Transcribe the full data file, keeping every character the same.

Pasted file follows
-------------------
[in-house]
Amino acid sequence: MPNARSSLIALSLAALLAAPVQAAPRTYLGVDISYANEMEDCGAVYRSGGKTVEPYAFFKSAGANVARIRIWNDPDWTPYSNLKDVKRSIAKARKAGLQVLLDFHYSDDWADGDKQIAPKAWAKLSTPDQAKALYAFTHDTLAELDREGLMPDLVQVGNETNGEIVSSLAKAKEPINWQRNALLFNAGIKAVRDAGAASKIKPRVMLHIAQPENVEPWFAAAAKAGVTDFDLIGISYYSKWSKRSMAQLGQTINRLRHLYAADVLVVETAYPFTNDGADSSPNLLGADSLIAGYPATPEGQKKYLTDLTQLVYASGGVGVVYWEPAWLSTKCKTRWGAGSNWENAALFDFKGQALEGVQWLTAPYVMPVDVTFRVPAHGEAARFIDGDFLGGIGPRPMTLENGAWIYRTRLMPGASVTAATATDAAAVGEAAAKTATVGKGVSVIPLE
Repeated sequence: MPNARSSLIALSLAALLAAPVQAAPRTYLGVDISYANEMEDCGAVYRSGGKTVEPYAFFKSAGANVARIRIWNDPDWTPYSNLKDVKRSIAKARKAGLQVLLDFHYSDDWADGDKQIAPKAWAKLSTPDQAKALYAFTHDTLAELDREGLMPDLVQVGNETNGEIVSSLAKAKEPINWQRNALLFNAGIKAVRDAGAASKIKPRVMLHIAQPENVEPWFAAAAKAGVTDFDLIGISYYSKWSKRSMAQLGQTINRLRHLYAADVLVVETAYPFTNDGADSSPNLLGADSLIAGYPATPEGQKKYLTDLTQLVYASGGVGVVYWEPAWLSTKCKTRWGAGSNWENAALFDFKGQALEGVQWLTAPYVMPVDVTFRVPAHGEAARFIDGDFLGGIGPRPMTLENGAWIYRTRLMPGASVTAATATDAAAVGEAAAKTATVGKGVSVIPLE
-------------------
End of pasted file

[in-house]
Amino acid sequence: MPNARSSLIALSLAALLAAPVQAAPRTYLGVDISYANEMEDCGAVYRSGGKTVEPYAFFKSAGANVARIRIWNDPDWTPYSNLKDVKRSIAKARKAGLQVLLDFHYSDDWADGDKQIAPKAWAKLSTPDQAKALYAFTHDTLAELDREGLMPDLVQVGNETNGEIVSSLAKAKEPINWQRNALLFNAGIKAVRDAGAASKIKPRVMLHIAQPENVEPWFAAAAKAGVTDFDLIGISYYSKWSKRSMAQLGQTINRLRHLYAADVLVVETAYPFTNDGADSSPNLLGADSLIAGYPATPEGQKKYLTDLTQLVYASGGVGVVYWEPAWLSTKCKTRWGAGSNWENAALFDFKGQALEGVQWLTAPYVMPVDVTFRVPAHGEAARFIDGDFLGGIGPRPMTLENGAWIYRTRLMPGASVTAATATDAAAVGEAAAKTATVGKGVSVIPLE
Repeated sequence: MPNARSSLIALSLAALLAAPVQAAPRTYLGVDISYANEMEDCGAVYRSGGKTVEPYAFFKSAGANVARIRIWNDPDWTPYSNLKDVKRSIAKARKAGLQVLLDFHYSDDWADGDKQIAPKAWAKLSTPDQAKALYAFTHDTLAELDREGLMPDLVQVGNETNGEIVSSLAKAKEPINWQRNALLFNAGIKAVRDAGAASKIKPRVMLHIAQPENVEPWFAAAAKAGVTDFDLIGISYYSKWSKRSMAQLGQTINRLRHLYAADVLVVETAYPFTNDGADSSPNLLGADSLIAGYPATPEGQKKYLTDLTQLVYASGGVGVVYWEPAWLSTKCKTRWGAGSNWENAALFDFKGQALEGVQWLTAPYVMPVDVTFRVPAHGEAARFIDGDFLGGIGPRPMTLENGAWIYRTRLMPGASVTAATATDAAAVGEAAAKTATVGKGVSVIPLE